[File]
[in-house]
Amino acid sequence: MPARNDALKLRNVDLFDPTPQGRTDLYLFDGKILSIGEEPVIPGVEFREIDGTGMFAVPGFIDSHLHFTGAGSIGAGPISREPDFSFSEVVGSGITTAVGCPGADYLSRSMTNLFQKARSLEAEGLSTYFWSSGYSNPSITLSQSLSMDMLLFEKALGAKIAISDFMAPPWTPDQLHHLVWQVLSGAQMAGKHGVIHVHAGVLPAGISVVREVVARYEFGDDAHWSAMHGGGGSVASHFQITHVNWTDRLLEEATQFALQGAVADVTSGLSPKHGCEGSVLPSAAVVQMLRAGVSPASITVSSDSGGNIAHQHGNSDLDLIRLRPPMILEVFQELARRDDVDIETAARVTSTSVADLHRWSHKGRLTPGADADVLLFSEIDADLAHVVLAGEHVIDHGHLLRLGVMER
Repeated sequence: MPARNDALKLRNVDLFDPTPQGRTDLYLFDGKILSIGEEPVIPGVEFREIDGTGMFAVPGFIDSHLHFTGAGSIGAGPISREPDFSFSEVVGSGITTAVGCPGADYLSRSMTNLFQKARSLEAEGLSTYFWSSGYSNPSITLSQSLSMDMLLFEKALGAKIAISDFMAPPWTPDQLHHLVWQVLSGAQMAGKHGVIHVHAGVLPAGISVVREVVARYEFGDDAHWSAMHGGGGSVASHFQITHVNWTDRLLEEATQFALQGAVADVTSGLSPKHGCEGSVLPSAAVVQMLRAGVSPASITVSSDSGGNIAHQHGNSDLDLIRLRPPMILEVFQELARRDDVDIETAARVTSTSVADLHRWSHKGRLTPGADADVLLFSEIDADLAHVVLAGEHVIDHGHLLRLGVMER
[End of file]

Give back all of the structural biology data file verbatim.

[in-house]
Amino acid sequence: MPARNDALKLRNVDLFDPTPQGRTDLYLFDGKILSIGEEPVIPGVEFREIDGTGMFAVPGFIDSHLHFTGAGSIGAGPISREPDFSFSEVVGSGITTAVGCPGADYLSRSMTNLFQKARSLEAEGLSTYFWSSGYSNPSITLSQSLSMDMLLFEKALGAKIAISDFMAPPWTPDQLHHLVWQVLSGAQMAGKHGVIHVHAGVLPAGISVVREVVARYEFGDDAHWSAMHGGGGSVASHFQITHVNWTDRLLEEATQFALQGAVADVTSGLSPKHGCEGSVLPSAAVVQMLRAGVSPASITVSSDSGGNIAHQHGNSDLDLIRLRPPMILEVFQELARRDDVDIETAARVTSTSVADLHRWSHKGRLTPGADADVLLFSEIDADLAHVVLAGEHVIDHGHLLRLGVMER
Repeated sequence: MPARNDALKLRNVDLFDPTPQGRTDLYLFDGKILSIGEEPVIPGVEFREIDGTGMFAVPGFIDSHLHFTGAGSIGAGPISREPDFSFSEVVGSGITTAVGCPGADYLSRSMTNLFQKARSLEAEGLSTYFWSSGYSNPSITLSQSLSMDMLLFEKALGAKIAISDFMAPPWTPDQLHHLVWQVLSGAQMAGKHGVIHVHAGVLPAGISVVREVVARYEFGDDAHWSAMHGGGGSVASHFQITHVNWTDRLLEEATQFALQGAVADVTSGLSPKHGCEGSVLPSAAVVQMLRAGVSPASITVSSDSGGNIAHQHGNSDLDLIRLRPPMILEVFQELARRDDVDIETAARVTSTSVADLHRWSHKGRLTPGADADVLLFSEIDADLAHVVLAGEHVIDHGHLLRLGVMER